Following the 2016 floods in the Baton Rouge area, a major influx of federal dollars spearheaded by U.S. Rep. Garret Graves, R-Baton Rouge, and other officials jump-started the Comite Diversion, a U.S. Army Corps of Engineers project.

Graves used to run the agency that issued the report and is active in efforts to improve flood prevention in the area. He said the report "acknowledged that the status quo was unacceptable."

"It proposed a bold new vision for the (commission) that recognizes the organization’s inherent authority to manage the watershed while making suggestions to improve the development and delivery of regionally impactful projects and management practices," Graves said. "The CPRA recommendation deserves serious discussion because we are running out of time, and despite the massive haul of 2018 flood funds, we will soon run out of money."

The changes could happen at a time when the state is trying to spur that same kind of management vision across the state through its post-2016 flood Louisiana Watershed Initiative, the report noted.

Dietmar Rietschier, the longtime executive director of the commission, said he was only able to briefly peruse the report Thursday afternoon but saw its conclusions as a way to "advance the commission to a higher level."

"That would require resources and that would require funding. It cannot be done on the present set-up, so speak," he said.

The commission was created in 1981 after heavy flooding in the late 1970s and has two paid staff members, Rietschier and another employee. They are overseen by a board with paid and volunteer members who receive meeting per diem payments. The body also has contract legal and engineering help.

For 20 years, the commission collected a small property tax in parts of East Baton Rouge, Livingston and Ascension parishes to help finance the Comite Diversion, but the tax expired in 2020.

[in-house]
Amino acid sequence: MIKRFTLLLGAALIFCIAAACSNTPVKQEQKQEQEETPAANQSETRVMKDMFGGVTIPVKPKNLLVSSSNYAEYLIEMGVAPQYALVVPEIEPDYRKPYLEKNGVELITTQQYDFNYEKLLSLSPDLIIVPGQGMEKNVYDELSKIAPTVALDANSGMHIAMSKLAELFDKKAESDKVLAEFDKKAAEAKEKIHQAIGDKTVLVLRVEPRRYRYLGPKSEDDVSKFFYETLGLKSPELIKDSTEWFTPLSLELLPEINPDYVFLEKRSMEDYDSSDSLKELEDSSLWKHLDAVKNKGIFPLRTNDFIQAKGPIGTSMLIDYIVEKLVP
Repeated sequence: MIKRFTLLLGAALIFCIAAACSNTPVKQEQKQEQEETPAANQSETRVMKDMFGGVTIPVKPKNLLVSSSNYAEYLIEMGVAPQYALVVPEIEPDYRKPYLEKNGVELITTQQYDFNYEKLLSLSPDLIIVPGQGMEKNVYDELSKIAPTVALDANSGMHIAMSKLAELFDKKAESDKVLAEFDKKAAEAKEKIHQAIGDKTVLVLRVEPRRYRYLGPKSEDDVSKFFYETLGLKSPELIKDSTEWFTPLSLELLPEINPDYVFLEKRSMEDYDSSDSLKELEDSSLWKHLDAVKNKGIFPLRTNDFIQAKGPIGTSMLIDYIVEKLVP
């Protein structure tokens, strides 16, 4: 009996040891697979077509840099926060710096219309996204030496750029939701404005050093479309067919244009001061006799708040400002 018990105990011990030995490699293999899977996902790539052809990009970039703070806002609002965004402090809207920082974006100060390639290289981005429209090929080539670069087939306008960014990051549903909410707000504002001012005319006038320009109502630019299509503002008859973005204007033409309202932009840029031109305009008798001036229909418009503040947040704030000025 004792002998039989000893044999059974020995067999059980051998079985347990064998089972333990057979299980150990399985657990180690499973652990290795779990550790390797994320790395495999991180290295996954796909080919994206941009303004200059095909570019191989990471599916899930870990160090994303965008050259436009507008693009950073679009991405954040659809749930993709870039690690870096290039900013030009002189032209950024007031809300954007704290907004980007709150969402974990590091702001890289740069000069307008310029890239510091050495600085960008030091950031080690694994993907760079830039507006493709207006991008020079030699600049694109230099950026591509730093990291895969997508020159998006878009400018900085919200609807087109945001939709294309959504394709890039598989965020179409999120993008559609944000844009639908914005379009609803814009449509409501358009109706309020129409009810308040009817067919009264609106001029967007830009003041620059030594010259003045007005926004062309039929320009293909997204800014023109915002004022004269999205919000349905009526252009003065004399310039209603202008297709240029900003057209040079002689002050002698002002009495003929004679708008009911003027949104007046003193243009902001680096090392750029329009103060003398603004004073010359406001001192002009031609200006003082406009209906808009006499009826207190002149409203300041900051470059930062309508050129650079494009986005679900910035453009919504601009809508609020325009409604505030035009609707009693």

The commission currently has no recurring revenue source but has about $9.9 million in the bank dedicated to the Comite Diversion. Another $1.6 million in reserve is not dedicated to any purpose.

Mincey declined to comment Thursday on the report's conclusions, saying he hadn't yet had a chance to read the 67-page document.

But he and other legislators in the basin have been discussing new legislation this year that would create or empower an entity to take over maintenance of neglected major waterways in the Amite basin that have shared jurisdiction, like the Amite River, Blind River and Bayou Manchac.

The Corps of Engineers, for instance, last dredged the Amite River in the mid-1960s, a spokesman said.

State Sen. Eddie Lambert, R-Prairieville, referenced this brewing plan last week during a community meeting in Ascension Parish about a joint Ascension-East Baton Rouge de-snagging and clearing project on Bayou Manchac.

In an interview this week before the report became public, Lambert said concern over maintenance of waterways like Manchac and Amite that fall into multiple jurisdictions is what has been driving interest in the new legislation. He said legislators were waiting on the CPRA report to decide what kind of legislation to fashion.

Email David J. Mitchell at dmitchell@theadvocate.com

Follow David J. Mitchell on Twitter, @NewsieDave.